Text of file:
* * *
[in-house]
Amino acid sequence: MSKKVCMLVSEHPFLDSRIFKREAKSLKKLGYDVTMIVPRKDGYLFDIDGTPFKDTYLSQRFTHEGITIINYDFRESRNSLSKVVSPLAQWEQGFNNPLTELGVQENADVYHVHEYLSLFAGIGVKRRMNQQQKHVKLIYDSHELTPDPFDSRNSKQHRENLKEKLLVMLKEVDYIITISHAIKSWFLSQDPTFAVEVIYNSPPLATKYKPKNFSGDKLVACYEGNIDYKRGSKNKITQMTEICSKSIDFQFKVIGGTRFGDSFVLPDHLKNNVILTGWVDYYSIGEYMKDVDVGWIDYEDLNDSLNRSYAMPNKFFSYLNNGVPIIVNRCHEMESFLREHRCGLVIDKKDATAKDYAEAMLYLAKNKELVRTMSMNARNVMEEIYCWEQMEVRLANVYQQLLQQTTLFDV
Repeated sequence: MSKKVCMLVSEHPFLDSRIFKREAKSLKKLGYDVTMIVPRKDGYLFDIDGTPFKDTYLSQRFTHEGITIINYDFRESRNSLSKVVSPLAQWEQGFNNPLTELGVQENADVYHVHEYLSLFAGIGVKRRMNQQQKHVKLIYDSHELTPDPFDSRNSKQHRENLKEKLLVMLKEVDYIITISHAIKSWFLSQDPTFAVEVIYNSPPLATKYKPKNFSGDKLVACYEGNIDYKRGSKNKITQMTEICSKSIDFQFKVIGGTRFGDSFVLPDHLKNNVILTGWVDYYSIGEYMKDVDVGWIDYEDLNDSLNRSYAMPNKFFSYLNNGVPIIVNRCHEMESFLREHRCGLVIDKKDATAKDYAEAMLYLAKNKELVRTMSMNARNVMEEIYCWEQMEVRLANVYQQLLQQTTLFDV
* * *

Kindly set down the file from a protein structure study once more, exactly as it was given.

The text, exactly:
[in-house]
Amino acid sequence: MSKKVCMLVSEHPFLDSRIFKREAKSLKKLGYDVTMIVPRKDGYLFDIDGTPFKDTYLSQRFTHEGITIINYDFRESRNSLSKVVSPLAQWEQGFNNPLTELGVQENADVYHVHEYLSLFAGIGVKRRMNQQQKHVKLIYDSHELTPDPFDSRNSKQHRENLKEKLLVMLKEVDYIITISHAIKSWFLSQDPTFAVEVIYNSPPLATKYKPKNFSGDKLVACYEGNIDYKRGSKNKITQMTEICSKSIDFQFKVIGGTRFGDSFVLPDHLKNNVILTGWVDYYSIGEYMKDVDVGWIDYEDLNDSLNRSYAMPNKFFSYLNNGVPIIVNRCHEMESFLREHRCGLVIDKKDATAKDYAEAMLYLAKNKELVRTMSMNARNVMEEIYCWEQMEVRLANVYQQLLQQTTLFDV
Repeated sequence: MSKKVCMLVSEHPFLDSRIFKREAKSLKKLGYDVTMIVPRKDGYLFDIDGTPFKDTYLSQRFTHEGITIINYDFRESRNSLSKVVSPLAQWEQGFNNPLTELGVQENADVYHVHEYLSLFAGIGVKRRMNQQQKHVKLIYDSHELTPDPFDSRNSKQHRENLKEKLLVMLKEVDYIITISHAIKSWFLSQDPTFAVEVIYNSPPLATKYKPKNFSGDKLVACYEGNIDYKRGSKNKITQMTEICSKSIDFQFKVIGGTRFGDSFVLPDHLKNNVILTGWVDYYSIGEYMKDVDVGWIDYEDLNDSLNRSYAMPNKFFSYLNNGVPIIVNRCHEMESFLREHRCGLVIDKKDATAKDYAEAMLYLAKNKELVRTMSMNARNVMEEIYCWEQMEVRLANVYQQLLQQTTLFDV